Vulcan Park and Museum partners with Birmingham-based KultureCity to become certified sensory-inclusive

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The Vulcan statue is pointing the way to Birmingham’s newest sensory-inclusive venue! Photo by Lauren Bedford for Bham Now

Vulcan Park and Museum has partnered with Birmingham-based non-profit KultureCity to become a certified sensory-inclusive location.

What does ‘sensory inclusive’ mean?

To label something as being certified ‘sensory inclusive’ means that the area has been modified with – or those working there have been educated on – methods that are helpful to those attending who have autism, anxiety, or anything else that would cause them to be uncomfortable in situations with loud music, large groups of people and flashing lights.

How did this partnership come to be?

The Vulcan Community Awards

For the past five years, Vulcan Park and Museum has hosted The Vulcan Community Awards, an awards program that recognizes civic pride, progress and leadership in the Greater Birmingham Region. This event brought KultureCity and Vulcan Park together as KultureCity received an award at the 2017 The Vulcans Community Awards ceremony.

“We [honor] community leaders and people who are doing amazing things. Last year, the founders of KultureCity (Drs. Julian Maha and Michele Kong) received a Spear Award and so our relationship began.” -Casey Gamble, Museum Program Coordinator

Logo via KultureCity website
Who is KultureCity?

KultureCity is a non-profit organization that started in Birmingham. Their goal is to make public spaces more accepting to everyone and equipped for members of the society who have sensory sensitivities. KultureCity partners with organizations, museums, music festivals, parks, NFL stadiums and others to achieve these goals.

After gaining understanding of the scope of services provided through KultureCity, Vulcan Park and Museum reached out to begin the certification process.

With this certification, Vulcan Park and Museum joins other venues in Birmingham, including Sloss Fest, who have partnered with KultureCity to become inclusive.

Sensory bags can be found in the Vulcan Visitor’s Center. Photo by Lauren Bedford for Bham Now
Awareness is Key

One of the biggest takeaways in learning about Vulcan Park’s process to becoming sensory-inclusive is the low level of difficulty that was involved. Of course, there was a good bit of work that went into it from many different people and dedication from the leadership of Vulcan Park and Museum to make it a priority. But building awareness was truly the most important factor here. Staff training and having resources available for visitors were the main steps. From training to kickoff, the process took eight weeks to complete.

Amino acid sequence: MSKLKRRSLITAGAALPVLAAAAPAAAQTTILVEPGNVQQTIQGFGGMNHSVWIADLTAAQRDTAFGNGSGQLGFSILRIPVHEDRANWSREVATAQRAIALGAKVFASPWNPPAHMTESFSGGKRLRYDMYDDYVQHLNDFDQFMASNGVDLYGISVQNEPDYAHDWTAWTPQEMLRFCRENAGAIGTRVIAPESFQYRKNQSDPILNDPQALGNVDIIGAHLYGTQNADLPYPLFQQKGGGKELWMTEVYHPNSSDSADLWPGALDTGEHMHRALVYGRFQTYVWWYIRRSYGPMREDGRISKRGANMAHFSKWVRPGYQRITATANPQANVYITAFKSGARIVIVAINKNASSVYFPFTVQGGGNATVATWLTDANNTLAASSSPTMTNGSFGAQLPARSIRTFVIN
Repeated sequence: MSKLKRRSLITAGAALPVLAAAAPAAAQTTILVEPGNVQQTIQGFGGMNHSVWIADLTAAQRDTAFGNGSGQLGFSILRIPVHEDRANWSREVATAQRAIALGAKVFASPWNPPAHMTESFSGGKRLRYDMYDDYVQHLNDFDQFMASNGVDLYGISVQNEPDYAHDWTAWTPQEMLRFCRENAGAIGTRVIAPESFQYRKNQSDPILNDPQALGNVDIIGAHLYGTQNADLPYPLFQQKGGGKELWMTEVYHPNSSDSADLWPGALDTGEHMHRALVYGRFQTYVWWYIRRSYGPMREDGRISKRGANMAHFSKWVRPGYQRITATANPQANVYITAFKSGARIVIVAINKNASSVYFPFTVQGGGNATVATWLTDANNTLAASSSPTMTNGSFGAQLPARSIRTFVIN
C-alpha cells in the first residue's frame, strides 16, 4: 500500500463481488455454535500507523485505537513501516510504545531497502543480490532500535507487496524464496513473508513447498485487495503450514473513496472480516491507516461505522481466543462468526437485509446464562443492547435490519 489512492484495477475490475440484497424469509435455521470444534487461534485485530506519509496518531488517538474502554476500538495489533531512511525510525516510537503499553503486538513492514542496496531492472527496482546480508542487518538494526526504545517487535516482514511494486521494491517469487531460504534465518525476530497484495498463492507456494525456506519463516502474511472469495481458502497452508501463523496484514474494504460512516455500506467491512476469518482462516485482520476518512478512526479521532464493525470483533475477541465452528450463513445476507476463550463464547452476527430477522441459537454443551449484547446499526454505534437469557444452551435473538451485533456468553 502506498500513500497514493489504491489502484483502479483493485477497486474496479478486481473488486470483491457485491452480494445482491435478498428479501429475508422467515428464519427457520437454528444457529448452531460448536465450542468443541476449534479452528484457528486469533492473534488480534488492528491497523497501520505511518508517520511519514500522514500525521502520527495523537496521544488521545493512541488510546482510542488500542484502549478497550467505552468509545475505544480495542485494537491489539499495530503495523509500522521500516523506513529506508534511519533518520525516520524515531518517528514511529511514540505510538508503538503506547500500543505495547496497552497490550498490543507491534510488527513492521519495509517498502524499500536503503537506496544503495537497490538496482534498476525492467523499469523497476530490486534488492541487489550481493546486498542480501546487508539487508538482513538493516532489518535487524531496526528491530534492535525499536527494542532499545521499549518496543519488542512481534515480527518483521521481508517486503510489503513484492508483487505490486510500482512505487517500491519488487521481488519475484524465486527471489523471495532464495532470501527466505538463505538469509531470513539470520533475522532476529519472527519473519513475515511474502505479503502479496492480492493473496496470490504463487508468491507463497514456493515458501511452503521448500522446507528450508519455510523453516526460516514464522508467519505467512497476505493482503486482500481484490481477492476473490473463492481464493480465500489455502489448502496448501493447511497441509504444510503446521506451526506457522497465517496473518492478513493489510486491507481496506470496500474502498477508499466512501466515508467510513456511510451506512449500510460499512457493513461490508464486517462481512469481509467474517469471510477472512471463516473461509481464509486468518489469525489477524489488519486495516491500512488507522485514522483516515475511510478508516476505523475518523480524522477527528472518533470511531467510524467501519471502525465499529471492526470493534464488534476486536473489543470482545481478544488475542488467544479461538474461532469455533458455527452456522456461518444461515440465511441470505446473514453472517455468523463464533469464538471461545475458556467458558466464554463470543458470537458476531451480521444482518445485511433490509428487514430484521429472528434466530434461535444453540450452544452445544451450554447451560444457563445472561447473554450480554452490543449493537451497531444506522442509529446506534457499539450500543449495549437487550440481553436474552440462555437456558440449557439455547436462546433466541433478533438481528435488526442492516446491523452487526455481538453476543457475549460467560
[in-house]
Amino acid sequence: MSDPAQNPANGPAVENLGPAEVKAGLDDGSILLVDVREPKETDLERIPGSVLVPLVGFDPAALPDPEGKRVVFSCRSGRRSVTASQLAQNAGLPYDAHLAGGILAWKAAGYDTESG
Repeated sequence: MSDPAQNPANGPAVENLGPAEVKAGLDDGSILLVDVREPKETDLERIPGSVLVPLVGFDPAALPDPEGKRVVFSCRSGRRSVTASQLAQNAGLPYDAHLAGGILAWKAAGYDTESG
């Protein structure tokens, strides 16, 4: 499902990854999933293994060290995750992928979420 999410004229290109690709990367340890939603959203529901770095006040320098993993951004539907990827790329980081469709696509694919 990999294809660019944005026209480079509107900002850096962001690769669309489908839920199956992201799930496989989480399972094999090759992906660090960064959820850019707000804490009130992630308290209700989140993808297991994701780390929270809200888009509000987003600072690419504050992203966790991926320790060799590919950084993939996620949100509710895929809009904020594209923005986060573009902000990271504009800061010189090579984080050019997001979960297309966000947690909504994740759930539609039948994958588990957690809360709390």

LaShana Sorrell, Vulcan Park and Museum’s Director of PR & Marketing, described the process as “seamless” and stated that “[Vulcan Park and Museum] is excited to be a part of this growing list of [sensory inclusive] places across the country.”

And we’re all lucky that it’s right here in Birmingham.

What changes are taking place?

Vulcan Park and Museum is now offering specific areas that will be identified as ‘quiet zones.’ One such quiet zone is the picnic area on the right side of the park when walking up from the parking lot. The area is shaded by trees and the noise is muffled a bit by the foliage, so it is shielded from a lot of the noise or hectic activity that could be going on at the park during events or peak hours.

In addition, the park offers sensory bags that are available for anyone who needs them. The backpacks come equipped with noise-cancelling headphones, a KultureCity sensory pass, fidget toys and a card with various statements on it for those visitors who may be non-verbal. All of these accommodations are free of charge.

The KultureCity sensory bag includes: noise-cancelling headphones, lanyard cards, and fidget toys. If you need a weighted vest, just ask a Vulcan team member. Photo by Lauren Bedford for Bham Now

You can find the backpacks at the ticket booth or inside at the Greater Birmingham Visitors and Convention Bureau’s information desk. The quiet zones have already been defined, but will soon be easier to locate thanks to signs that will be provided by KultureCity.

The wooded picnic area is now a quiet zone for anyone who needs a break from the noise and crowds. Photo by Lauren Bedford for Bham Now

If you need assistance in locating quiet zones or sensory bags, please ask a member of the staff to show you where they are located.

Sponsored by Vulcan Park and Museum

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